We only need to have followed the recent Apple vs. FBI debate to understand the societal importance of data protection and its governance. As the historical keepers of data – its appropriate collection, analysis and reporting – Rabbi Baroness Julia Neuberger argues that market researchers are well placed to be involved in this debate and to share our expertise with legislators in a beneficial way. Neuberger asks, ‘can business be good?’ Perhaps we should be doing what we can to help ensure that personal data can be used as a force for good without infringing on the privacy of individuals. 


The debate on whether research helps or hinders the creative processes has been a long one. However, the evidence put forward at the MRS conference shows that researchers and creatives can work harmoniously across a variety of sectors from air travel to cleaning products and television. The poignant question is where in the creative process do insights best intervene and what models of hybrid research and design thinking are needed for this to work? It appears that this question should really be answered on a case by case basis, with researchers and creatives working together to define the best use of research so that insights can be received with enthusiasm rather than scepticism.


In the midst of the trust economy, quantitative researchers need to question whether they can trust their own statistics and take them at face value.  Professor David Spiegelhalter exposed the reality that there are certain issues we lie about, even to ourselves. If an issue is important to our self-esteem we tend to inflate or deflate the truth to demonstrate behaviours we deem appropriate and socially condonable.  Techniques such as confidence levels help to remove this bias, but we must remember that as researchers it is our role not to just question consumers, but to interrogate our own assumptions so as to avoid falling foul of the ‘lie-bias’.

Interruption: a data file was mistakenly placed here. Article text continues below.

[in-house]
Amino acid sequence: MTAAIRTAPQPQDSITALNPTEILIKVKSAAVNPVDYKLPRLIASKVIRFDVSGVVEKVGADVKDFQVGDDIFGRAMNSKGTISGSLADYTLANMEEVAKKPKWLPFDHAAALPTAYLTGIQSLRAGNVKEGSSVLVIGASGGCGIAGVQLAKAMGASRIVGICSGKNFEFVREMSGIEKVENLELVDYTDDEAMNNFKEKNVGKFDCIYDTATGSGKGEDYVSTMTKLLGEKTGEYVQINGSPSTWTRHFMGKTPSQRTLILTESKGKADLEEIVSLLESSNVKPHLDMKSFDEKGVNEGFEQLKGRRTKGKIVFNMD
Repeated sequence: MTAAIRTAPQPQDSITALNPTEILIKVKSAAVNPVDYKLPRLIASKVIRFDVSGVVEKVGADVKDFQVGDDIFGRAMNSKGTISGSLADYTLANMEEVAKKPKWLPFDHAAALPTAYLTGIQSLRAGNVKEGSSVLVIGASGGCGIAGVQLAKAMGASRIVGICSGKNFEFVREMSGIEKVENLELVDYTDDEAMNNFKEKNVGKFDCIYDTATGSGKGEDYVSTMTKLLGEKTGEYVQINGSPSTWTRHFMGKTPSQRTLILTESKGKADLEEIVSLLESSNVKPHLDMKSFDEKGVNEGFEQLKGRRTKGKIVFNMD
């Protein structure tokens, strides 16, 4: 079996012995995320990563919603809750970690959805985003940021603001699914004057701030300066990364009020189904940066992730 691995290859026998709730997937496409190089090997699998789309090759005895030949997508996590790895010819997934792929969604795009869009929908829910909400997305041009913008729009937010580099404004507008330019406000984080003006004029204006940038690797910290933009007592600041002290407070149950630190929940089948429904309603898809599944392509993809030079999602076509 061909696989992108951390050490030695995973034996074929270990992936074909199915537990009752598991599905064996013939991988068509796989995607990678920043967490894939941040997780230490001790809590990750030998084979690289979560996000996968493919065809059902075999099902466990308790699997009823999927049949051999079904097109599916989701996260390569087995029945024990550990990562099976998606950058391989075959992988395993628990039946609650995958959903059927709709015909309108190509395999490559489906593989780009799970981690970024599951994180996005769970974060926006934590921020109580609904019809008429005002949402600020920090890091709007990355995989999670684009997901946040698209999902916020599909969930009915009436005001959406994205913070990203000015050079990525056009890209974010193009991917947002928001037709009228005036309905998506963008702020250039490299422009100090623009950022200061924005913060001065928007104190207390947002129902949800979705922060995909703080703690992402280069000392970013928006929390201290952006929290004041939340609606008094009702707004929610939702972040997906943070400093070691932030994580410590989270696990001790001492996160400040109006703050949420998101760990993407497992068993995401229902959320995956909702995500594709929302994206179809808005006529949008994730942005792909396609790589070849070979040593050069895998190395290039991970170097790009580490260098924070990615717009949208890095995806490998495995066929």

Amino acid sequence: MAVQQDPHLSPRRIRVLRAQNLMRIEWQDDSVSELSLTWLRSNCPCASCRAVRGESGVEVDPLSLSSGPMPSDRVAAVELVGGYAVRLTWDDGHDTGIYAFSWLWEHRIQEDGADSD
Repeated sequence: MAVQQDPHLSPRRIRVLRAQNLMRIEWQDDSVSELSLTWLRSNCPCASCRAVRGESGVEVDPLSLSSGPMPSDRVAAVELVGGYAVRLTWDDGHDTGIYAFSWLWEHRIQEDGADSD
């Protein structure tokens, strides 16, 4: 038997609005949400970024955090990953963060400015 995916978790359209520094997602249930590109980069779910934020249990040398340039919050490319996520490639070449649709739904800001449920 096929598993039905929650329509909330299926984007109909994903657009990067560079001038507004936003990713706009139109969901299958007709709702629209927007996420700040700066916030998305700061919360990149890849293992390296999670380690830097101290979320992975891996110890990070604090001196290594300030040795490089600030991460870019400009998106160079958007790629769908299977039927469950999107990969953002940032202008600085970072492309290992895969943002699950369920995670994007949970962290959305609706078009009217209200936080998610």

With storytelling high on the research skills agenda, author Bill Bryson demonstrated how dimensionalising large numbers can make them more relevant and comprehendible to the reader. By describing a volume as akin to the amount of popcorn it would take to cover the entire US at a depth of 9 miles, we are able to conceptualise these dimensions, bringing the scale into focus in a meaningful way. It is clear that such comparisons have the ability to put context, understanding and meaning behind even the biggest of big data.


This message rang out loud and clear through the conference, right from the opening keynote speakers when Sthanunathan stated ‘action is the edge’ – data, insight and methodology alone no longer have the power to differentiate. Steve Hill from JLR went on to articulate that the research industry has traditionally worked in shades of grey and there is a need for bold, definitive recommendations. Paul Leatherdale from Insight Inside suggested we should think like designers who must argue the case for their creative solutions rather than sitting on the fence. 


We know that creating empathy is a potent tool in our industry, one that can be very persuasive in driving action. John Yorke informed us that good stories generate feelings, empathy and an understanding of what it’s like to be someone else, and numerous other tools for building empathy around insight were discussed. However, it was Bob Cook from Firefish who put forward the most exciting and innovative route to generating empathy. Surpassing the traditional ethnographic film, Bob has provided clients with the opportunity to virtually enter the world of their consumers, stepping inside their homes and taking a respondent-led guided tour. Time will tell the commercial viability of this approach, but it is an exciting application of VR, and it certainly takes engaging and immersive client deliverables to a whole new level!

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Nichola Kent-Lemon

Nichola Kent-Lemon

Director, Northstar Research Partners